1 ? = 14 ? + ?2 + 210k2vA2 .

Equation (A4) now provides the value for ?:

1 ? = 35 6? ? ?2 + 210k2vA2 s± = with ?17? ? 3 ?2 + 210k2vA2 140

? ± i r which is positive for ? > ?6|kvA|.

In order to get a common complex root to P and Q, the resistivity and viscosity hence need to be determined by expressions (A7) and (A6). Using these expressions for ? and ? in the dispersion relation R(s) = 0 provides the two actual growth rates s and s¯ as r = 95k2vA2 + ? ?2 + 210k2vA2 ? ?2. (A9)

The corresponding solutions are therefore propagating disturbances (i.e. they have a non-zero imaginary part) only when r > 0 which is equivalent to setting the condition ? > ? 149 |kvA|. Since we already required the more stringent condition ? > ?6|kvA| in order to get ? > 0, physically plausible solutions exist only when ? > ?6|kvA| for propagating disturbances.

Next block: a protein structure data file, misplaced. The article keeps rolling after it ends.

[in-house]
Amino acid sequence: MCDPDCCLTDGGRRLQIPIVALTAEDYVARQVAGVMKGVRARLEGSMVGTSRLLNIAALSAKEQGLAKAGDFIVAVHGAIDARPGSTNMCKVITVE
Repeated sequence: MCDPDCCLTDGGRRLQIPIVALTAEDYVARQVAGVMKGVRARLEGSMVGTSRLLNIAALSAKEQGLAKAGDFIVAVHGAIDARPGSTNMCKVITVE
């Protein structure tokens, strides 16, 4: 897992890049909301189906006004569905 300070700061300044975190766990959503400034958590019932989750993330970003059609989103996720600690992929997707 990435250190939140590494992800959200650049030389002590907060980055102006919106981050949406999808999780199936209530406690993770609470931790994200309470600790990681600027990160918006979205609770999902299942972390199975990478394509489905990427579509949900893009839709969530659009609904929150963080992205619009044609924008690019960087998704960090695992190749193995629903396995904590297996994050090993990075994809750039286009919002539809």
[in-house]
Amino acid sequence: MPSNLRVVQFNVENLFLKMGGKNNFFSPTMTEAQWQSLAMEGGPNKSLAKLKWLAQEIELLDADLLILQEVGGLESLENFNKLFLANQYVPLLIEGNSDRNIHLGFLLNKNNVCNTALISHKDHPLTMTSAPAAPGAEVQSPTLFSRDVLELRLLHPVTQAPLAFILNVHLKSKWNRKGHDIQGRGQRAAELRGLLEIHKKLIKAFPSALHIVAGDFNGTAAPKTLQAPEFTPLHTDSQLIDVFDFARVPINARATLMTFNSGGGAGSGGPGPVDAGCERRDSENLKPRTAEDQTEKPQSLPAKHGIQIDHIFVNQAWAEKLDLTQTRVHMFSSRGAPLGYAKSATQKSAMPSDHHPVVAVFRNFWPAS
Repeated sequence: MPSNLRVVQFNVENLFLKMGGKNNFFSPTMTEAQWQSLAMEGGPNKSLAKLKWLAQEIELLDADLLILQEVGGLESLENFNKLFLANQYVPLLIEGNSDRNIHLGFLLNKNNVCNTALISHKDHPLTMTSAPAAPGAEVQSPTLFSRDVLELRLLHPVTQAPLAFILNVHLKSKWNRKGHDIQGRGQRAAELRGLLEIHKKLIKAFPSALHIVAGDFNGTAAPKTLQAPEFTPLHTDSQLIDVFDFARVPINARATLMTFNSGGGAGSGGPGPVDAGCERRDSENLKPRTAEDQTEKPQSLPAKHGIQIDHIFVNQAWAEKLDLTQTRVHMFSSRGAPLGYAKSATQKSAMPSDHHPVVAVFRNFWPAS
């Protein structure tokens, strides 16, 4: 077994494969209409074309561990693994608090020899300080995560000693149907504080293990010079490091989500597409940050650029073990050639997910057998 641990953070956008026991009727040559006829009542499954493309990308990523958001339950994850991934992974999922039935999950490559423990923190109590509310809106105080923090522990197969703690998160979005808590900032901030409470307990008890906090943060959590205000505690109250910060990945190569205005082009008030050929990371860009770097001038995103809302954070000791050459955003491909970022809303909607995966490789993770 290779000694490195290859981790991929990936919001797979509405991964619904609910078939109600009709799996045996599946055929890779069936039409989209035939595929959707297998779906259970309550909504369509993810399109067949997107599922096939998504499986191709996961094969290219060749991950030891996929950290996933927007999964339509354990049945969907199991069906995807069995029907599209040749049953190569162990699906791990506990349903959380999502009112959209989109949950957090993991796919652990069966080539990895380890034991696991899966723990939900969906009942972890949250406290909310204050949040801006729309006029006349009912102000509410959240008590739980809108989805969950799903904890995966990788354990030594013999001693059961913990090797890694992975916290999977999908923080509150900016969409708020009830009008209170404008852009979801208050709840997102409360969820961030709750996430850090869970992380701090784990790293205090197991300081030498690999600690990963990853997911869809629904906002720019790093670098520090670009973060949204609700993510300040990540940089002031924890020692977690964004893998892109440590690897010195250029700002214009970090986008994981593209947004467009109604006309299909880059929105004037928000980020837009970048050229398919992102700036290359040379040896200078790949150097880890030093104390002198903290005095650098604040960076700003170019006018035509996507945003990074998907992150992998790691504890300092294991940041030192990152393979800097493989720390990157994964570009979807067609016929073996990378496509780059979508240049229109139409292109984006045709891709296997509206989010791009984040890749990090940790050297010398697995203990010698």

A P P E N D I X B : S TA N D I N G WAV E S W I T H Z E R O S H E A R We work here in the framework and notations of Section 4.2. We now assume that s is a real common root to P and R. In that case, R1(s) = 0 immediately gives s in terms of the parameters of the other problem: s = ?2??(? ?2??)(?+???k2)v?A2 3?k22v(A?2 + ?)k2vA2 . (B1) Using s in P or Q, we finally arrive at a relational constraint to define the problem. As an explicit example, k2v2A can be expressed in terms of ?, ? and ?: k2vA2 = 118 [??2 + 7?(? + ?) + 2?2 ? 41?? ? 10?2 + (?? + 2? + 5?) ?2 ? ?(10? + 4?) + ?2 + 44?? + 4?2]. (B2) (A1) (A2) (A5) (A6) (A7) (A8) A P P E N D I X C : A M E T H O D T O M E A S U R E N U M E R I C A L R E S I S T I V I T Y A N D V I S C O S I T Y In Section 4.1, we showed that circularly polarized waves with non-zero viscosity or resistivity are solution of the non-linear equations. In principle, if we start our simulation with one of the eigenmodes corresponding to the growth rate s± = ±iw (equation 41 for ? = ? = 0), we should obtain the time-evolution of a torsional Alfve´n wave as a result of the computation.